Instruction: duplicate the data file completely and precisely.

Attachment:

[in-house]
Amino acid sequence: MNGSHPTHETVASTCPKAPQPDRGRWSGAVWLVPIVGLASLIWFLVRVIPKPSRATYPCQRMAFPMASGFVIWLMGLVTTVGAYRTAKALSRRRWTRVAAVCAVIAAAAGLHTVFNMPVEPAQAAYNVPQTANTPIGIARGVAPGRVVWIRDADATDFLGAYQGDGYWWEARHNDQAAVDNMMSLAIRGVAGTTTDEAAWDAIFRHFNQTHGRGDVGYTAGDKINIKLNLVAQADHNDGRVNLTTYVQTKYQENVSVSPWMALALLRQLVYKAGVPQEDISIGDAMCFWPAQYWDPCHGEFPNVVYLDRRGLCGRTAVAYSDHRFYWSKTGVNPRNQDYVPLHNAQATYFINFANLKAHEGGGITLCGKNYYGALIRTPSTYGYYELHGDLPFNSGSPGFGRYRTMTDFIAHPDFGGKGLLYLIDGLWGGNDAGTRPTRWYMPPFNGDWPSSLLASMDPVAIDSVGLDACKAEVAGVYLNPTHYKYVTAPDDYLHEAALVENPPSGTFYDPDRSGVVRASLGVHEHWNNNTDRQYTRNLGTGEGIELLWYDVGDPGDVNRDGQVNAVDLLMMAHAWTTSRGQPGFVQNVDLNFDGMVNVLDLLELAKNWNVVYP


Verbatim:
[in-house]
Amino acid sequence: MNGSHPTHETVASTCPKAPQPDRGRWSGAVWLVPIVGLASLIWFLVRVIPKPSRATYPCQRMAFPMASGFVIWLMGLVTTVGAYRTAKALSRRRWTRVAAVCAVIAAAAGLHTVFNMPVEPAQAAYNVPQTANTPIGIARGVAPGRVVWIRDADATDFLGAYQGDGYWWEARHNDQAAVDNMMSLAIRGVAGTTTDEAAWDAIFRHFNQTHGRGDVGYTAGDKINIKLNLVAQADHNDGRVNLTTYVQTKYQENVSVSPWMALALLRQLVYKAGVPQEDISIGDAMCFWPAQYWDPCHGEFPNVVYLDRRGLCGRTAVAYSDHRFYWSKTGVNPRNQDYVPLHNAQATYFINFANLKAHEGGGITLCGKNYYGALIRTPSTYGYYELHGDLPFNSGSPGFGRYRTMTDFIAHPDFGGKGLLYLIDGLWGGNDAGTRPTRWYMPPFNGDWPSSLLASMDPVAIDSVGLDACKAEVAGVYLNPTHYKYVTAPDDYLHEAALVENPPSGTFYDPDRSGVVRASLGVHEHWNNNTDRQYTRNLGTGEGIELLWYDVGDPGDVNRDGQVNAVDLLMMAHAWTTSRGQPGFVQNVDLNFDGMVNVLDLLELAKNWNVVYP